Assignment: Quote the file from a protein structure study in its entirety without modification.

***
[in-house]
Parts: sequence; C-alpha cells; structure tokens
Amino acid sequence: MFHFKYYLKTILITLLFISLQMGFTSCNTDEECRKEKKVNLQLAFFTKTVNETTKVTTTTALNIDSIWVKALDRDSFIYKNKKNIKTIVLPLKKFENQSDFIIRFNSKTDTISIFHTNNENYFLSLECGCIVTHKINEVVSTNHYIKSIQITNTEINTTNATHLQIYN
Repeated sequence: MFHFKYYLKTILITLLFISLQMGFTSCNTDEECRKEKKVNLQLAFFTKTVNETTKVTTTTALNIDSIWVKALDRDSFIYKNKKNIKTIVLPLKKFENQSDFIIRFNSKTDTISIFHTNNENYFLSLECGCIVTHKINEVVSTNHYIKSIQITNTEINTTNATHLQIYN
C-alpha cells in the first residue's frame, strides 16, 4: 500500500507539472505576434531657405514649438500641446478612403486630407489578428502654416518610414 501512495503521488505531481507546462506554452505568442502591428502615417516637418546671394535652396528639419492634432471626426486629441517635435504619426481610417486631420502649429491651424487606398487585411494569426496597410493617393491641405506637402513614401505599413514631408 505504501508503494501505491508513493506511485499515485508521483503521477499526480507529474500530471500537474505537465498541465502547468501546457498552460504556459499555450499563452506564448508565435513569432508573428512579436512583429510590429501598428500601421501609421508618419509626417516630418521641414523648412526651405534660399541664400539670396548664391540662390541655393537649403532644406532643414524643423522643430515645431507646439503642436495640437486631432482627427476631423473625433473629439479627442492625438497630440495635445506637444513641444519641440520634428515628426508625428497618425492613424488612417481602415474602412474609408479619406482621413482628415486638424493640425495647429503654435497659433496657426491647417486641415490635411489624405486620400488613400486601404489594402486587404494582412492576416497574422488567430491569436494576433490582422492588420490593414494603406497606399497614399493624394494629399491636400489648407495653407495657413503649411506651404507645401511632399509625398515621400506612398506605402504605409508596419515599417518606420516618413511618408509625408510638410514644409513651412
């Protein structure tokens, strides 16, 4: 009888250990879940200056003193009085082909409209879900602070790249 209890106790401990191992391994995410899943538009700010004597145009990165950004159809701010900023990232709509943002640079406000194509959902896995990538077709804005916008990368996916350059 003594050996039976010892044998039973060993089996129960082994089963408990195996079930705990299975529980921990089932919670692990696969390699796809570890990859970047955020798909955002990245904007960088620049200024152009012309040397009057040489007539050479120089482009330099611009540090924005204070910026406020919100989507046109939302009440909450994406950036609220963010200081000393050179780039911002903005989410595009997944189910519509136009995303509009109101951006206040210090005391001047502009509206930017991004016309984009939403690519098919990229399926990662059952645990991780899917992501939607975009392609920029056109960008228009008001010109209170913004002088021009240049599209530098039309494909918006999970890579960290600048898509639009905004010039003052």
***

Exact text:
[in-house]
Parts: sequence; C-alpha cells; structure tokens
Amino acid sequence: MFHFKYYLKTILITLLFISLQMGFTSCNTDEECRKEKKVNLQLAFFTKTVNETTKVTTTTALNIDSIWVKALDRDSFIYKNKKNIKTIVLPLKKFENQSDFIIRFNSKTDTISIFHTNNENYFLSLECGCIVTHKINEVVSTNHYIKSIQITNTEINTTNATHLQIYN
Repeated sequence: MFHFKYYLKTILITLLFISLQMGFTSCNTDEECRKEKKVNLQLAFFTKTVNETTKVTTTTALNIDSIWVKALDRDSFIYKNKKNIKTIVLPLKKFENQSDFIIRFNSKTDTISIFHTNNENYFLSLECGCIVTHKINEVVSTNHYIKSIQITNTEINTTNATHLQIYN
C-alpha cells in the first residue's frame, strides 16, 4: 500500500507539472505576434531657405514649438500641446478612403486630407489578428502654416518610414 501512495503521488505531481507546462506554452505568442502591428502615417516637418546671394535652396528639419492634432471626426486629441517635435504619426481610417486631420502649429491651424487606398487585411494569426496597410493617393491641405506637402513614401505599413514631408 505504501508503494501505491508513493506511485499515485508521483503521477499526480507529474500530471500537474505537465498541465502547468501546457498552460504556459499555450499563452506564448508565435513569432508573428512579436512583429510590429501598428500601421501609421508618419509626417516630418521641414523648412526651405534660399541664400539670396548664391540662390541655393537649403532644406532643414524643423522643430515645431507646439503642436495640437486631432482627427476631423473625433473629439479627442492625438497630440495635445506637444513641444519641440520634428515628426508625428497618425492613424488612417481602415474602412474609408479619406482621413482628415486638424493640425495647429503654435497659433496657426491647417486641415490635411489624405486620400488613400486601404489594402486587404494582412492576416497574422488567430491569436494576433490582422492588420490593414494603406497606399497614399493624394494629399491636400489648407495653407495657413503649411506651404507645401511632399509625398515621400506612398506605402504605409508596419515599417518606420516618413511618408509625408510638410514644409513651412
């Protein structure tokens, strides 16, 4: 009888250990879940200056003193009085082909409209879900602070790249 209890106790401990191992391994995410899943538009700010004597145009990165950004159809701010900023990232709509943002640079406000194509959902896995990538077709804005916008990368996916350059 003594050996039976010892044998039973060993089996129960082994089963408990195996079930705990299975529980921990089932919670692990696969390699796809570890990859970047955020798909955002990245904007960088620049200024152009012309040397009057040489007539050479120089482009330099611009540090924005204070910026406020919100989507046109939302009440909450994406950036609220963010200081000393050179780039911002903005989410595009997944189910519509136009995303509009109101951006206040210090005391001047502009509206930017991004016309984009939403690519098919990229399926990662059952645990991780899917992501939607975009392609920029056109960008228009008001010109209170913004002088021009240049599209530098039309494909918006999970890579960290600048898509639009905004010039003052």